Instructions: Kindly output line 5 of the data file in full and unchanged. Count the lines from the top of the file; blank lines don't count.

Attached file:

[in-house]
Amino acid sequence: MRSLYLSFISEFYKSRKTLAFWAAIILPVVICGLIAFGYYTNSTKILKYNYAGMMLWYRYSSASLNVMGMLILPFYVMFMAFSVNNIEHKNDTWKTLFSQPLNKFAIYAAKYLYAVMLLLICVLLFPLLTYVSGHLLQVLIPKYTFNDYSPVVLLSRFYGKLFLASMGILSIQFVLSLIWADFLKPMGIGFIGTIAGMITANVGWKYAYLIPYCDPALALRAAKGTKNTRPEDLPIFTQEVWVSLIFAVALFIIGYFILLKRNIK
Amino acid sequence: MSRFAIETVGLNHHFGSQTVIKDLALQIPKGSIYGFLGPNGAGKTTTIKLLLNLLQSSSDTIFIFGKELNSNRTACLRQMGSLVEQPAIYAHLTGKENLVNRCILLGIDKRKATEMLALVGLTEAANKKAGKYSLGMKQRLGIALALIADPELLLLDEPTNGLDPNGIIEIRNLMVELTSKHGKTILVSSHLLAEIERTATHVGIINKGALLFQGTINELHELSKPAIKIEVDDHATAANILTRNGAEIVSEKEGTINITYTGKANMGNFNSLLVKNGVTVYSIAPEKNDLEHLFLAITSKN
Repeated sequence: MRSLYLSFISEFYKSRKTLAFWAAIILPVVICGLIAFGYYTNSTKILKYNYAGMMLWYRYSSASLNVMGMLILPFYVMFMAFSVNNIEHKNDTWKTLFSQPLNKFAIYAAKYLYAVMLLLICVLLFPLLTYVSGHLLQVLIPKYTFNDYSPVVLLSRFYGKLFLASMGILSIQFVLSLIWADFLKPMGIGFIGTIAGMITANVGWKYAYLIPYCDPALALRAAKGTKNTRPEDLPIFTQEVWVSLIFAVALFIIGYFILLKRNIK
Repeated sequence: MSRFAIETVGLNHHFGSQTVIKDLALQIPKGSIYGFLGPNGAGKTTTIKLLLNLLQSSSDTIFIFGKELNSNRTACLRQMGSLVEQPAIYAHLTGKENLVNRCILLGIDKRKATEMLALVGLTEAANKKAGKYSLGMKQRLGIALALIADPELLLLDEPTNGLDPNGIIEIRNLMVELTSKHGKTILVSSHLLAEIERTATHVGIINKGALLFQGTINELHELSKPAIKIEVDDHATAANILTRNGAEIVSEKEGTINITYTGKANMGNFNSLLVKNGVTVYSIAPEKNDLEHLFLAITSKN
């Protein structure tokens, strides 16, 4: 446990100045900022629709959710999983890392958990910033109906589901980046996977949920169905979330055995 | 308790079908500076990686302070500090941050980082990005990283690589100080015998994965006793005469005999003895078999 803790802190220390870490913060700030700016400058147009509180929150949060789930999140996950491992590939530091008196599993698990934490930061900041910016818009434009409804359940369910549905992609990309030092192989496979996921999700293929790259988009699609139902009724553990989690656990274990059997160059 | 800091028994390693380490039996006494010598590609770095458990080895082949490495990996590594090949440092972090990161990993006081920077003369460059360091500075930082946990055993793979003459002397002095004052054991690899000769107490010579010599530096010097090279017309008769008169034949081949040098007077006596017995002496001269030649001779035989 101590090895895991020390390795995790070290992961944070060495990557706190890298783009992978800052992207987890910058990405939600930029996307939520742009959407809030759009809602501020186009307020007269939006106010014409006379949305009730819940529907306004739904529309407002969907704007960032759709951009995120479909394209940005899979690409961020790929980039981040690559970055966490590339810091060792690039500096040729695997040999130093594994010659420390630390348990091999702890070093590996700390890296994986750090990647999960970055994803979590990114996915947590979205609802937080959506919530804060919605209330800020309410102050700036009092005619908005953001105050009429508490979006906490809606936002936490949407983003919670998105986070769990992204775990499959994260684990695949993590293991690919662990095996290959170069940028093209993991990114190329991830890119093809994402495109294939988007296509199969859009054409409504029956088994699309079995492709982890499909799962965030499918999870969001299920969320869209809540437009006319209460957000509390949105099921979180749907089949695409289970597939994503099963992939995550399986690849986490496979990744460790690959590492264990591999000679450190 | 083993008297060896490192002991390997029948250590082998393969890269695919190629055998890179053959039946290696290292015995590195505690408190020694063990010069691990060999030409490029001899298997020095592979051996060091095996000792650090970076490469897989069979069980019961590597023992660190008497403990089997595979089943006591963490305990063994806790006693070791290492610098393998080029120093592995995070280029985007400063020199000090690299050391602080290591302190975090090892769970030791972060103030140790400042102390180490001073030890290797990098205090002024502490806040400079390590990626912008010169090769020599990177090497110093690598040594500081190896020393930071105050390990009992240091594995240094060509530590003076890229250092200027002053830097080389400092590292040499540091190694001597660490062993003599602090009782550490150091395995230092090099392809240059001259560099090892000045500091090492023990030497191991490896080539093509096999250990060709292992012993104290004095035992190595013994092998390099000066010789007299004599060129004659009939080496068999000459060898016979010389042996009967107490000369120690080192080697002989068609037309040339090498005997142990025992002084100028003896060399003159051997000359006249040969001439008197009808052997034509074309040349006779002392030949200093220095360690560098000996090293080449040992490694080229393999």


Repeated sequence: MSRFAIETVGLNHHFGSQTVIKDLALQIPKGSIYGFLGPNGAGKTTTIKLLLNLLQSSSDTIFIFGKELNSNRTACLRQMGSLVEQPAIYAHLTGKENLVNRCILLGIDKRKATEMLALVGLTEAANKKAGKYSLGMKQRLGIALALIADPELLLLDEPTNGLDPNGIIEIRNLMVELTSKHGKTILVSSHLLAEIERTATHVGIINKGALLFQGTINELHELSKPAIKIEVDDHATAANILTRNGAEIVSEKEGTINITYTGKANMGNFNSLLVKNGVTVYSIAPEKNDLEHLFLAITSKN